Zooming in

When is spring going to come? It’s a question I’ve heard repeatedly in recent weeks.

Last Monday, as I drove in the dark to pick my daughter up from work, rain pounding my windshield, I had a moment of disorientation. It felt like a December night, and I was suddenly unmoored from calendar time. Was it still winter? No, I reminded myself, putting down an anchor: It’s April. It’s spring.

The next day, as I left the house wearing my heavy coat (still, in April) as protection from the continuing cold, grumbling to myself about spring’s late arrival this year, something in the yard caught my attention. I stood and looked at our garden, really seeing it for the first time in what felt like weeks. I could see that the grass is growing again, the trees are budding, and color has returned to the landscape.

Oh, it’s really not winter anymore, I thought. These cold, wet days so late in the year are spring. This is what spring is.

The next day, while I was visiting a friend up on the mountain, walking along a road in a place I once lived, snow fell. Spring snow.

A mountain road lined with evergreens and bare deciduous trees, with light snow falling.

This week I have been thinking about seasons, about climate, about change, about aging, about what it means to be a woman in our culture. About seeing how things really are, as opposed to how we think they should be. About loss and grief and hope. And I wrote this:

Like a woman scorned

Spring does not care 
if last night felt like December, 
if you had to turn 
the windshield wipers on high 
and still could not see 
the line separating your lane 
from another’s.

This is who she is now.

She is here, here in the cold 
water dripping from fisted cherry
blossom buds; in the green,
green clover choking 
out even greener grass; 
in the fern fronds curled
like snakes under a willow
that’s about to weep 
into bursting leaves. 

Her timetable is indifferent to yours. 

She will not blow
a warm breath across the back
of your neck because
you are so tired of the wrong
kind of shivers. 

If you cannot see
her, cannot love her, go
inside and do
what you do: stoke
your fires, turn up the heat.

The loss is ours.

I also took some photos:

A field of green clover taking over green grass

Close-up of cherry blossoms buds.

Close-up of curled fern fronds.

I find I often have to zoom in closely in order to see a bigger picture. I’d love to know what you’ve been seeing this week.

19 thoughts on “Zooming in

  1. Ally Bean says:

    I’ve been seeing beautiful spring colors and insincere human beings. It’s been an odd contrast in how wonderful things can be and how devious people can be. I don’t know what to make of it, but there you go. You asked.

    • Rita says:

      In general, I prefer a field of flora to a crowd of humans, though humans have their beautiful moments, too. I’m sorry your view has included devious ones.

  2. Kate says:

    I see snow. 7-10 inches blowing around out there today/tonight/into tomorrow. Less than a week ago it was 90 degrees and the wind felt suffocating. She is literally blowing hot and cold not caring two figs about what we all think. I wish I could learn that lesson.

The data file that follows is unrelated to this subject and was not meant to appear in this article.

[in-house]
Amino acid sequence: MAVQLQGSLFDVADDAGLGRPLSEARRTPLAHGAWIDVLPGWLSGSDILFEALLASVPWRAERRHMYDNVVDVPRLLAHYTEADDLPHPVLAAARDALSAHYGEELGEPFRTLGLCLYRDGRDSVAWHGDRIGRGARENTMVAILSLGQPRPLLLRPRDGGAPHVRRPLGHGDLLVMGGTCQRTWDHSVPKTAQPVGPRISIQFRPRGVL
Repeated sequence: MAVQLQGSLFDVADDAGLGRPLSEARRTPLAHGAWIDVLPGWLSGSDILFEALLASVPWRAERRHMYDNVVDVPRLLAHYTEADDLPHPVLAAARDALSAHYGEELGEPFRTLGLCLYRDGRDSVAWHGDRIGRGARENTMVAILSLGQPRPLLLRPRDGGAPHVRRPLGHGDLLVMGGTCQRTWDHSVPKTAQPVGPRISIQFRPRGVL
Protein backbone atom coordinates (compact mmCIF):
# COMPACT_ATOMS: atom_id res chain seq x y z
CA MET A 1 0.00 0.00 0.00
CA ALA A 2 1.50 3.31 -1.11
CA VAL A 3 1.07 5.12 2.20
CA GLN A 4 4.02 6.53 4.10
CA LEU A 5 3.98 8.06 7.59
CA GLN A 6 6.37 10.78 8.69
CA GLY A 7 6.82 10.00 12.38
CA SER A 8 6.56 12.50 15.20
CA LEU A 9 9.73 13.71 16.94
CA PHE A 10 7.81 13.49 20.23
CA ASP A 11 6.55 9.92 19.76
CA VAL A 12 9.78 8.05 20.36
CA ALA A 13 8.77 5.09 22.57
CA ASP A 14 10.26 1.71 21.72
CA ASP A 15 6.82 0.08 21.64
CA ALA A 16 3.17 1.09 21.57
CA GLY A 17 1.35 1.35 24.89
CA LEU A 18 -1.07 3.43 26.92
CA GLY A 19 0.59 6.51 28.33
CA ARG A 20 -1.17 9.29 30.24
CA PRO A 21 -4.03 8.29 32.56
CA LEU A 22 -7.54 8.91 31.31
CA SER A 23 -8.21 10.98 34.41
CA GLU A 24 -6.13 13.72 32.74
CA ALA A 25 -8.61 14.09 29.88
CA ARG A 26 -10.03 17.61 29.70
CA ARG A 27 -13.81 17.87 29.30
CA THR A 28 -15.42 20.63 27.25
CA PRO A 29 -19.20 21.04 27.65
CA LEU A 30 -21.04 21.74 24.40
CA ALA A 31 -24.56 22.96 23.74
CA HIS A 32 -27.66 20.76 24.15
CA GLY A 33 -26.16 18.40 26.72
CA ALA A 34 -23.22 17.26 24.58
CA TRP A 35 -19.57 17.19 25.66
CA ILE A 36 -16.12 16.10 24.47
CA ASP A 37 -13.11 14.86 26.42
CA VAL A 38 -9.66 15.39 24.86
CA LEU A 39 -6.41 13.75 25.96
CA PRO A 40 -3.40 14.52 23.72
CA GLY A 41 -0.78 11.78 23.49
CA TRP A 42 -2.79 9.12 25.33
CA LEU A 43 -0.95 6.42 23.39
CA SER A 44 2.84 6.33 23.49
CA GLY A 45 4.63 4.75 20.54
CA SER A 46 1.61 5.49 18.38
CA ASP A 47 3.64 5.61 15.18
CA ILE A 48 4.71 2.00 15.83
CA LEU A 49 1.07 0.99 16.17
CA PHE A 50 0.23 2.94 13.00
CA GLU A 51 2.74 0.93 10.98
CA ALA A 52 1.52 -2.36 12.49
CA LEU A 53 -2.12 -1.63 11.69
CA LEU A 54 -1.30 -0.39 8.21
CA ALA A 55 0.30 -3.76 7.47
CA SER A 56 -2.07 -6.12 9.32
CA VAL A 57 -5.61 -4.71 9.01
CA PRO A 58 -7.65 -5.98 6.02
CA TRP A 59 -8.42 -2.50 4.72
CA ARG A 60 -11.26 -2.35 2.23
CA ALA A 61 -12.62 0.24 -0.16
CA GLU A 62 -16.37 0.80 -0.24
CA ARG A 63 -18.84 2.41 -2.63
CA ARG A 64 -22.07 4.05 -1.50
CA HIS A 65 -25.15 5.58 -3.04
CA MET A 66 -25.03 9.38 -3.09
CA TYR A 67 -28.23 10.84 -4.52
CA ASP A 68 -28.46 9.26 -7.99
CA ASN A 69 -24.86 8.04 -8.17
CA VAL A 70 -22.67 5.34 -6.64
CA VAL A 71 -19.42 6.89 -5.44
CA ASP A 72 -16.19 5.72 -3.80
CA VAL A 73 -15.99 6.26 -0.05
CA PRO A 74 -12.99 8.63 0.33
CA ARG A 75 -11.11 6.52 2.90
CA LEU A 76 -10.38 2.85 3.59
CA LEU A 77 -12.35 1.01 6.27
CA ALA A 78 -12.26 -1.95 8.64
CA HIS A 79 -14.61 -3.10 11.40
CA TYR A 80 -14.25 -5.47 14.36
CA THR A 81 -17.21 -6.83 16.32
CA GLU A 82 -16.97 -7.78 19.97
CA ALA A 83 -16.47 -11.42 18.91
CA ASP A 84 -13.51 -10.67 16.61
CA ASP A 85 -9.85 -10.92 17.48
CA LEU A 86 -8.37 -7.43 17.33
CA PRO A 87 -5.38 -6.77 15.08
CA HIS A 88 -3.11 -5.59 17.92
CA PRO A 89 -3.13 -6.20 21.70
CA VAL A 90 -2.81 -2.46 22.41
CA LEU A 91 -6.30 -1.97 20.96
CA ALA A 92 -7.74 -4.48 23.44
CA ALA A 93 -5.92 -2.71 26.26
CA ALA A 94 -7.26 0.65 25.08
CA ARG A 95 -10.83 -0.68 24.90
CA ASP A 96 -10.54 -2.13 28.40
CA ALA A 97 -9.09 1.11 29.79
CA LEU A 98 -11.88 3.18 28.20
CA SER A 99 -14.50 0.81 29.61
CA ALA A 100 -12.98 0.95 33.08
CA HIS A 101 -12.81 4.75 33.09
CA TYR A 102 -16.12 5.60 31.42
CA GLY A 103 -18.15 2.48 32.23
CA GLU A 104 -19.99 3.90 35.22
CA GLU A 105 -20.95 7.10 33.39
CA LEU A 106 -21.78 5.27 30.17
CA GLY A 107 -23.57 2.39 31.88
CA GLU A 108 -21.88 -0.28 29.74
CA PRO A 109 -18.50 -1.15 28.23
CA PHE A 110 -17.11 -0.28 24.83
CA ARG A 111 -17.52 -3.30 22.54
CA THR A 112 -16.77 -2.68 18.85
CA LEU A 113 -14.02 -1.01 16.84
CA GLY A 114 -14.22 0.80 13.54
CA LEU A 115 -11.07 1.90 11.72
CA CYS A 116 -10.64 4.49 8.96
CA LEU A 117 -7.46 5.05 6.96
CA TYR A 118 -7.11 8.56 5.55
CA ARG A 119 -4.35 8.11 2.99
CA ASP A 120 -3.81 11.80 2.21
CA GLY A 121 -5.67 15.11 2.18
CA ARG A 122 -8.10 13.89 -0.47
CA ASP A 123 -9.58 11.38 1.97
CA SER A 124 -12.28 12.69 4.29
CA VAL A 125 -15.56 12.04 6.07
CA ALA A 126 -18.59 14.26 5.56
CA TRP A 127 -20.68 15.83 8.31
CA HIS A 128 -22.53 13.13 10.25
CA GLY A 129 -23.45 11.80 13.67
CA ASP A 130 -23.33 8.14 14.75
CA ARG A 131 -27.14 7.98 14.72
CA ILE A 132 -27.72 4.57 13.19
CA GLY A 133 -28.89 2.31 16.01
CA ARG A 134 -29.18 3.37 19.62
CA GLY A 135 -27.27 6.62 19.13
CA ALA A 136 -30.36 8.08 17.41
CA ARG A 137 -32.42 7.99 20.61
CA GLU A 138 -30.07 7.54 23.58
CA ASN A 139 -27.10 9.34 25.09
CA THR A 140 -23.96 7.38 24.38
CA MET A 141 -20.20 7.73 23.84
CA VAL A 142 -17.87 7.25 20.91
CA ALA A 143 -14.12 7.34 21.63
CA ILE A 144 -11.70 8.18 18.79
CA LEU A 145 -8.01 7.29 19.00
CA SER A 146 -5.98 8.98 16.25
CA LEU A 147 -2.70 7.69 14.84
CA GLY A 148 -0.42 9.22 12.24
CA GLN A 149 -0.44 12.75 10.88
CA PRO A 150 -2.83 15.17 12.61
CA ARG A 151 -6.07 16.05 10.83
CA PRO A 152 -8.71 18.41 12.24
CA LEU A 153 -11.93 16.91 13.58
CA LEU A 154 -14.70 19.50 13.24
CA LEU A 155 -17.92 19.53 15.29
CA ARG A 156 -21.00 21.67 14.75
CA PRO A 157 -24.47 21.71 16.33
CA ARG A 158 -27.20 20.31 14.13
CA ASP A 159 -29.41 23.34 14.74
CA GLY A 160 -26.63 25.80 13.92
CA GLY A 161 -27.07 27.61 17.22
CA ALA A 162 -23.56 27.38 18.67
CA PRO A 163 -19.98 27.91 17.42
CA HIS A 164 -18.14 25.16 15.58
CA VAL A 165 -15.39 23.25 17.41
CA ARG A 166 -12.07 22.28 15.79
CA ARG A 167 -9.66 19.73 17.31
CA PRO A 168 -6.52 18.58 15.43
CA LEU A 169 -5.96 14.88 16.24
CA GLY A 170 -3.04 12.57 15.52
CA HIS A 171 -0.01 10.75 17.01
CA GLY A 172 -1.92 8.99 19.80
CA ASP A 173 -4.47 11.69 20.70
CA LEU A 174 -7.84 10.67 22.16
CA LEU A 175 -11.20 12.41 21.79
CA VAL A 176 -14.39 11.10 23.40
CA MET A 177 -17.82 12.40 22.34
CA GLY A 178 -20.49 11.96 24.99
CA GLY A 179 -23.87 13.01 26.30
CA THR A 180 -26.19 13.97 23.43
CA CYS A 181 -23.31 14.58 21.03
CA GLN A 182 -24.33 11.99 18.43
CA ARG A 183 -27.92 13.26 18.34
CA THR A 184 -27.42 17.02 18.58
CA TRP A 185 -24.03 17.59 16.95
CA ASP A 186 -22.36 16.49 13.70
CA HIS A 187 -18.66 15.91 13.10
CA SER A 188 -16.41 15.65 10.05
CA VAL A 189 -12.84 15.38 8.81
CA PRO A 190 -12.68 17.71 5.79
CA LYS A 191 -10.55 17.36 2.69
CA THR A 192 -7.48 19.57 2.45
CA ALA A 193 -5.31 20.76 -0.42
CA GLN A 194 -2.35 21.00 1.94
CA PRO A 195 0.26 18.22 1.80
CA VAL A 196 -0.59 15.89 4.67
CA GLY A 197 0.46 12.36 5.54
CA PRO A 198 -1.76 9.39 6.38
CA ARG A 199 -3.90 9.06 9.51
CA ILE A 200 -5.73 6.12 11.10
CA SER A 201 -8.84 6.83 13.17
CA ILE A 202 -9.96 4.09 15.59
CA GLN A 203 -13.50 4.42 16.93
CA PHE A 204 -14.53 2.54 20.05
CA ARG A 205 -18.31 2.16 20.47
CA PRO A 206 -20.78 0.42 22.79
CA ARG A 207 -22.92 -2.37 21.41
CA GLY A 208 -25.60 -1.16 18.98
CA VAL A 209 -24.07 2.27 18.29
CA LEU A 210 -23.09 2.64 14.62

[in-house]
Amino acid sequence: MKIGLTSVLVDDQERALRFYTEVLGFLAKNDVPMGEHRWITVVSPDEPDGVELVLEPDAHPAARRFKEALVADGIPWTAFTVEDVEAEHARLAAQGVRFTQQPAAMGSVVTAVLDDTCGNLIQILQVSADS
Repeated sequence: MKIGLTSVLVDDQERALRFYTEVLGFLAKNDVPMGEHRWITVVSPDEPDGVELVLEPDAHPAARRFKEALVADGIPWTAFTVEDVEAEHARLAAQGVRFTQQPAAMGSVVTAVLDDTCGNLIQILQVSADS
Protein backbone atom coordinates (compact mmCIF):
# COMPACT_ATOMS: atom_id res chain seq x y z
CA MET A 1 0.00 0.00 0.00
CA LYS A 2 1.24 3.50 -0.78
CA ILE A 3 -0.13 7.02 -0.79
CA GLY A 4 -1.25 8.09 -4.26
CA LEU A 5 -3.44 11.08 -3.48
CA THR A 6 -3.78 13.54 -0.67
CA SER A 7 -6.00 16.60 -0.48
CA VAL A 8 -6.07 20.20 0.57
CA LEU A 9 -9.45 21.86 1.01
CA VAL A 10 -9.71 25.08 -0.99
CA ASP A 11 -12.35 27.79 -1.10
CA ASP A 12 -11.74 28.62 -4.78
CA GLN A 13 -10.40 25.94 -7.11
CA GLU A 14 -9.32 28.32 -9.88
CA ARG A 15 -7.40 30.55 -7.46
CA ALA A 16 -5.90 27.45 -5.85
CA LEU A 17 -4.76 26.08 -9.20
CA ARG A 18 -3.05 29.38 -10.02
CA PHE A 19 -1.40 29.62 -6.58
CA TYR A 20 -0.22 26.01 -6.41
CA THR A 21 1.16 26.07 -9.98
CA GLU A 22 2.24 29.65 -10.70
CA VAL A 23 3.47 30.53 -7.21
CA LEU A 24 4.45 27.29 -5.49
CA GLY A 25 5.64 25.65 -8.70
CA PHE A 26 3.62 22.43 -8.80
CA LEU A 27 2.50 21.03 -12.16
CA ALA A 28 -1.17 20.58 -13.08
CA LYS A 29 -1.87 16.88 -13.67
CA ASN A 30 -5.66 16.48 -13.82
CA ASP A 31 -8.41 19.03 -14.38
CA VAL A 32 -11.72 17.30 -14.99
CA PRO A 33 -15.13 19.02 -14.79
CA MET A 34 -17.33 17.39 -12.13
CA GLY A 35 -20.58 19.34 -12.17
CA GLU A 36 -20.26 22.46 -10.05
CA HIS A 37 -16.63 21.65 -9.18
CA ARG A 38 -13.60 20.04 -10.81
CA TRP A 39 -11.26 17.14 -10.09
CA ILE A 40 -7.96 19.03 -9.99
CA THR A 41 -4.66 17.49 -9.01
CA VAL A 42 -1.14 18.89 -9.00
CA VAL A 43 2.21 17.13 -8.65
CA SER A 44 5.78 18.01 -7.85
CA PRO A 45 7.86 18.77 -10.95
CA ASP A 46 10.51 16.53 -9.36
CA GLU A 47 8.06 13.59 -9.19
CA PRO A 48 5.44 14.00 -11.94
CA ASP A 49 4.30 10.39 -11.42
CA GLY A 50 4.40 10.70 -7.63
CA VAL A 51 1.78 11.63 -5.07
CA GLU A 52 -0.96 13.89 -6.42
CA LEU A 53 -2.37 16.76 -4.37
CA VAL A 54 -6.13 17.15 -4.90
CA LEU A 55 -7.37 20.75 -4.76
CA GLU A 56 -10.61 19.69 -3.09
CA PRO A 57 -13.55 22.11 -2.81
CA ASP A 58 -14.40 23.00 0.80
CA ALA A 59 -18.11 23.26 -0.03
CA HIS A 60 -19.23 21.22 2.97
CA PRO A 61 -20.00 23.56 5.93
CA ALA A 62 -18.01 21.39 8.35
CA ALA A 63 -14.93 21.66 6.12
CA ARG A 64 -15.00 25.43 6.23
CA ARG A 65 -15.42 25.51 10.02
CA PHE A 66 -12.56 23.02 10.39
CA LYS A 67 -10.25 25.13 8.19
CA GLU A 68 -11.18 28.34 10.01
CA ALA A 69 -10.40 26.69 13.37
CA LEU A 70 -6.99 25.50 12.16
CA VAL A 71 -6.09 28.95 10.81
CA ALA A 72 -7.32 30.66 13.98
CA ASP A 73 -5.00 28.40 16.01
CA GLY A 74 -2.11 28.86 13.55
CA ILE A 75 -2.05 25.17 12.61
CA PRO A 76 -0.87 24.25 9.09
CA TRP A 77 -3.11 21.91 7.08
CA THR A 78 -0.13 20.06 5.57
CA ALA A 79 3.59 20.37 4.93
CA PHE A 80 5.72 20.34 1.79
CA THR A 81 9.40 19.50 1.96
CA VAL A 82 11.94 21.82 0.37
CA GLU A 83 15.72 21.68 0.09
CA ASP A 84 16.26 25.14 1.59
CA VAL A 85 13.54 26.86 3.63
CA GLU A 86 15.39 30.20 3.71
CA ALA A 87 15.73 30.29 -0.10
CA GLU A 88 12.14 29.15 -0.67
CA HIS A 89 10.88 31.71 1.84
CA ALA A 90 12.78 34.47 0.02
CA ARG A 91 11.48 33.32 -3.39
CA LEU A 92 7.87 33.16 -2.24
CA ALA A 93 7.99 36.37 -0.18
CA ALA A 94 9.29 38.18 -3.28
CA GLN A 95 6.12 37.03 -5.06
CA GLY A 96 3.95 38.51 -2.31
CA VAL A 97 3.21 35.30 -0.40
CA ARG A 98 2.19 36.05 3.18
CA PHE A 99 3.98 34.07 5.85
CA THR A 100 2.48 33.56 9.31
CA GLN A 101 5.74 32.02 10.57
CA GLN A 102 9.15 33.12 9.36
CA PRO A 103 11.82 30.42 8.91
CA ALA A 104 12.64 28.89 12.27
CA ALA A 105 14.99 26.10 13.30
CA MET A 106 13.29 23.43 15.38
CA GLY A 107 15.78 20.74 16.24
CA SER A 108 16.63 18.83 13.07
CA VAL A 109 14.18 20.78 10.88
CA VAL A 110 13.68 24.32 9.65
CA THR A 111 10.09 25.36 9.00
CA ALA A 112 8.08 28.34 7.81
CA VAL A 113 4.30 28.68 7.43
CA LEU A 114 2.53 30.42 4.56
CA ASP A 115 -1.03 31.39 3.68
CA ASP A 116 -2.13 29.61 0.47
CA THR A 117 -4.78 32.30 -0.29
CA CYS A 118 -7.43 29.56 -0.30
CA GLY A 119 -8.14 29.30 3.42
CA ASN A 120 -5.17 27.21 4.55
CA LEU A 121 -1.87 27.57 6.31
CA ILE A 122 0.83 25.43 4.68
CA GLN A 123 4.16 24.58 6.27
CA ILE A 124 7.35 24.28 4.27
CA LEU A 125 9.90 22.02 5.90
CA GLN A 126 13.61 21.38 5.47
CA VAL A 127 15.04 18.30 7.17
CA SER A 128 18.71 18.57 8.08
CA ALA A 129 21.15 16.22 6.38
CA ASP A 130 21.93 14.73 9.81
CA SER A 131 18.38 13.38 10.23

• Rita says:

      Oof! That’s a big swing. You must have to have ALL the clothes in your closet right now. Spring as a menopausal woman. I like it. And for whatever it’s worth, I think you are well on your way. (To that attitude, not menopause. I mean, I have no idea where you are vis a vis menopause.)

      • Kate says:

        We do have all the clothes. Very weird to go from sweaters to summer dresses to sweaters again. But that’s spring here.

        I don’t know how close I am (to that attitude or menopause) but I’m seeing glimpses.

        Funny story – I’m a huge fan of Florence and the Machine and the song Free is a favorite. I sent it to a friend a few weeks ago with the comment “this song hits different when you’re in the middle of a hot flash” and we’ve decided it’s basically our perimenopausal anthem.

        • Rita says:

          I kinda love that. The song, and the song as anthem.

          Glimpses are good. They are enough. I’m ready to embrace my inner spring (even though, I guess, I’m technically nearing the end of the autumn of my life).

          I am so ready to wear my spring clothes. I have a pretty minimal closet, and I’m just tired of wearing the same things for so long.

        • Marian says:

          I love Florence and the Machine too, but I hadn’t yet heard the song Free. Hoo boy, can I ever relate to those lyrics—both with and without the menopause angle! Speaking of menopause, I revamped my wardrobe a few years ago, coincidentally just as I was entering peri-menopause. I found relief in loose cotton sleeveless shirts, so much so that they’re what I wear all year—on their own in the summer, and under a wool cardigan in winter.

          • Rita says:

            Still trying to figure out how to dress my changed (and seemingly ever-changing) body. I am a fan of the loose shirt, too.

          • Kate says:

            Adding loose sleeveless cotton to my wardrobe list. Your summer/winter wardrobe sounds up my alley, Marian.

            In terms of your comment below, I’m sorry to hear about all you’ve been seeing. That’s a lot in week.

            You weren’t alone in thinking how weird that week was (even if the news made it seem that way). I know some who don’t want to say out loud how unsettling it was to have that kind of heat in April, but I certainly felt that way and think others did too!

            And I’m sorry about your friend. Superficial friendships have their place, but it is disappointing when you want/need/hope for something more.

            Most of all, I was happy to see that as different as it was to be alone in your house again that you found yourself thinking about how you still like your husband.

            Sending love, Marian.


  3. Marian says: